SEE: Top 6 Most Beautiful First Daughters In Africa

6. Ngina Kenyatta


President Uhuru Kenyatta and First Lady Margaret Wanjiru have three children, sons Jomo and Jaba and daughter Ngina. She is named after her grandmother Mama Ngina Kenyatta. This nice-looking “controversial” lady is the daughter of Uhuru Kenyatta, the President of Kenya. She is particularly fond of social activities; frequently seen at various social events and occasions. She attracts surplus attention where ever she is.

5.Ange Kagame


She is the second child and only daughter of President Paul Kagame of Rwanda. She is a philanthropist and has been involved in causes that include women empowerment, education and poverty eradication, as well as disease immunization.

Kagame was born September 8, 1993 in Brussels, Belgium. Her father is Paul Kagame, the sixth and current President of the Republic of Rwanda and the leader of Rwanda’s majority party the Rwandan Patriotic Front. Her mother Jeannette Nyiramongi is the first lady of the Republic of Rwanda as well as philanthropist involved in numerous charitable organizations.As the first daughter of the president, she holds both formal and informal power and influence.


Kagame completed her education abroad and was absent from the public eye for most of her childhood due to security and privacy reasons. She attends Smith College where she majors in Political Science with a minor in African studies. In college, she has excelled in academics and is known to her friends as a considerate and amiable person. Kagame can speak three languages, English, Kinyarwanda, and French.

4. Bona Mugabe (Zimbabwe)


Bona Mugabe is the daughter of the President of Zimbabwe and the current African Union Chairman, Robert Mugabe. She is married to Simba Chikore. She studied accounting and finance at the City University of Hong Kong and then continued her postgraduate studies in banking and finance at Singapore Institute of Management. She currently works at Alpha & Omega Dairy in Mazowe, Zimbabwe.


President Robert Mugabe’s only daughter, Bona, 24, wed in a lavish ceremony in March 2014 at the family’s private home in Harare’s plush Borrowdale neighborhood. The wedding also gave guests a rare glimpse into Mugabe’s multi-million dollar mansion.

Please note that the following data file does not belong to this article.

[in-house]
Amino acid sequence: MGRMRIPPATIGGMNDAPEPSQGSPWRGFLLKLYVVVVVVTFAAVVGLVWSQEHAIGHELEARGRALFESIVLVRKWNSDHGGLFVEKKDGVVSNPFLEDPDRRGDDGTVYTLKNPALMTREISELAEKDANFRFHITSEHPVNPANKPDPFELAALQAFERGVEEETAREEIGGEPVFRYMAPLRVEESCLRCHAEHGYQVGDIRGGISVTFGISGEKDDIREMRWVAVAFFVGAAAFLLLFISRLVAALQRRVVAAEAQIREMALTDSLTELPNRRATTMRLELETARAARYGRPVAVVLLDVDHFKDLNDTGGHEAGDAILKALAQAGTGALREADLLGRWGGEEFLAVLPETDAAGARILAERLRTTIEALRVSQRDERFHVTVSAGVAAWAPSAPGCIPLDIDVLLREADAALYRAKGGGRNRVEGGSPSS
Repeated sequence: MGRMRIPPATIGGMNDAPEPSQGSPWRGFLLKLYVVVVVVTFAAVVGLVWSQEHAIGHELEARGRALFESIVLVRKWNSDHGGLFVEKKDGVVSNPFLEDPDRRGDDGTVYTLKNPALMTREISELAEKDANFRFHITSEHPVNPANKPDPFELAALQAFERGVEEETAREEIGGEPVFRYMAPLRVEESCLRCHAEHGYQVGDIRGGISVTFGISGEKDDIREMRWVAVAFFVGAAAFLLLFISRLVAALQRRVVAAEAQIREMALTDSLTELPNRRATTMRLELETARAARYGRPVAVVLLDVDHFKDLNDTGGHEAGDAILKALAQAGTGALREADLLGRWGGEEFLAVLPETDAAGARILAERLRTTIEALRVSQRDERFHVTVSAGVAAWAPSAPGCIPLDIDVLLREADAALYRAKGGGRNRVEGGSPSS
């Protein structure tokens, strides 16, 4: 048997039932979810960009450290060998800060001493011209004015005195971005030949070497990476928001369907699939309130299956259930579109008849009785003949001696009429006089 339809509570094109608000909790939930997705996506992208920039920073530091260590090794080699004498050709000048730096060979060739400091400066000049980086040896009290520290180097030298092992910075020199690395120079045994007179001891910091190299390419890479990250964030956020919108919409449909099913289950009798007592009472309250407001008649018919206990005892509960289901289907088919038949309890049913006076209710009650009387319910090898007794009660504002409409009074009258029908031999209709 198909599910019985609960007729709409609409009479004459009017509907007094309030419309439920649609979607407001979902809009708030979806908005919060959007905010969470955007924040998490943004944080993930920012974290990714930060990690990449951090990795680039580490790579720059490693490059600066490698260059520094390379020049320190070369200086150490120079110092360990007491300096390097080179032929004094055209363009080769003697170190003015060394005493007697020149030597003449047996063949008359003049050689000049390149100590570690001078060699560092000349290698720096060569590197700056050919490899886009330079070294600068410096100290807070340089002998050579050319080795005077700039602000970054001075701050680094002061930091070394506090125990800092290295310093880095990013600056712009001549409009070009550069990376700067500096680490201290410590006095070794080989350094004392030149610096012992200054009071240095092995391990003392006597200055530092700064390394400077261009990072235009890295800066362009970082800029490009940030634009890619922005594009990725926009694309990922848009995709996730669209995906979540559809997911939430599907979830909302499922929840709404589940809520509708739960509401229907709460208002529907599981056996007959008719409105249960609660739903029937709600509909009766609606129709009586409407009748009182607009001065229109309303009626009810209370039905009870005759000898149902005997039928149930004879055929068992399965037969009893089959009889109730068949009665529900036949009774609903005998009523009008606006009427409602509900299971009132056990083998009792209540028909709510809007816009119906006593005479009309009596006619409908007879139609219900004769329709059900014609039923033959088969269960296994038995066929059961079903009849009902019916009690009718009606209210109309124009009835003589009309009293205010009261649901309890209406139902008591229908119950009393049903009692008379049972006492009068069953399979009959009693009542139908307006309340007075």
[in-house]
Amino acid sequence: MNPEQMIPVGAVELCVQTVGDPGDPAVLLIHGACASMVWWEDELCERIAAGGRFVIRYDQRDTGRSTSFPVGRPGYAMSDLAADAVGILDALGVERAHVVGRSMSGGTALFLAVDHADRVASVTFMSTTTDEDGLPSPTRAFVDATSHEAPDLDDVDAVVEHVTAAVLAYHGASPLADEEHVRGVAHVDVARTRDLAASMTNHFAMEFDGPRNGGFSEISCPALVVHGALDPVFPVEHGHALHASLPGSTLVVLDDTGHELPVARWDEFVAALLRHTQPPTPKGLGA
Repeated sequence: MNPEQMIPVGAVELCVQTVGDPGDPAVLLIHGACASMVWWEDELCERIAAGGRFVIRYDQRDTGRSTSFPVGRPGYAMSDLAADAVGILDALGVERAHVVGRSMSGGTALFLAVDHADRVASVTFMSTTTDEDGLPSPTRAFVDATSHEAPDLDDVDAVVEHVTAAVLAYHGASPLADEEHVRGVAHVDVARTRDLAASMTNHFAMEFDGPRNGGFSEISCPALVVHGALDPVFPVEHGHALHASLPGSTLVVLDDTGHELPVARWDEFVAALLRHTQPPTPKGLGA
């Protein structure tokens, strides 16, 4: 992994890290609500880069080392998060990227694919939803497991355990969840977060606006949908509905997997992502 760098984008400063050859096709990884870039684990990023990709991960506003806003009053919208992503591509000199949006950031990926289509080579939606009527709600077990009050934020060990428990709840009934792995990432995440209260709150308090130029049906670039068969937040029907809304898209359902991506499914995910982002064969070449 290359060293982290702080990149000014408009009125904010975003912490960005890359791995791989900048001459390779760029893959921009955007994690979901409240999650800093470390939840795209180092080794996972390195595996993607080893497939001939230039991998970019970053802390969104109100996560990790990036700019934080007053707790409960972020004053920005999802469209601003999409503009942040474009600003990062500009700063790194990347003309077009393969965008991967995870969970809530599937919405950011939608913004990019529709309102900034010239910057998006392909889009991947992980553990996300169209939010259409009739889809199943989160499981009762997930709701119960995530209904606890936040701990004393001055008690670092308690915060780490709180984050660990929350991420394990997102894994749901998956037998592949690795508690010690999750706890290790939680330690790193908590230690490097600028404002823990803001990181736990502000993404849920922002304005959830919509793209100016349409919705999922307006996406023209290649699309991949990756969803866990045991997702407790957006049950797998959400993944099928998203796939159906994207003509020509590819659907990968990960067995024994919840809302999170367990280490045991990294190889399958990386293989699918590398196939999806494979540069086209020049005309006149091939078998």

3. Isabel dos Santos (Angola)

isabela dos santos

Angola's ruling family (from left): Jose Eduardo dos Santos, daughter Isabel, her husband Sindika Dokolo, and first lady Ana Paula dos Santos (Photo credit: Bruno Fonseca/ 4See / Redux)

At 40 Dos Santos is Africa’s only female billionaire, and also the continent’s youngest. She has quickly and systematically garnered significant stakes in Angola’s strategic industries–banking, cement, diamonds and telecom–making her the most influential businessperson in her homeland. More than half of her assets are held in publicly traded Portuguese companies, adding international credibility. When FORBES outed her as a billionaire in January the government disseminated the news as a matter of national pride, living proof that this country of 19 million has arrived.

Isabel dos Santos

2. Anastasia Brenda Eyenga Biya (Cameroon)


The daughter of the President of the Republic of Cameroon is also addicted to the famous social network in vogue and is followed by almost 3,000 followers. Indeed, Brenda Biya opened her Instagram account in 2012 and publicly shared photos to her followers on everyday family life or reflections and thoughts. It reveals a glimpse into the life of a girl who is fan of fashion, series, selfies, dogs, close to her family and friends. Besides Brenda loves to babysit and often takes her little niece filming. In short, the life of a young privileged girl her age.



1. Malika Bongo Ondimba


Aged 32, Malika Bongo Ondimba, has not rested on her laurels and the ease of his father’s family as alleged by many Gabonese, often misinformed about the person. Eldest daughter of the President of the Republic, the young woman turned out to be a “hard worker” according to his family. Indeed present in the social field in recent years, Malika was quickly imposed on local and international organizations such as the Red Cross, working in humanitarian and relief to those in need as a kind of ambassador to the cause of vulnerable populations, including one of the most sensitive and often neglected fringes, toddlers and women.


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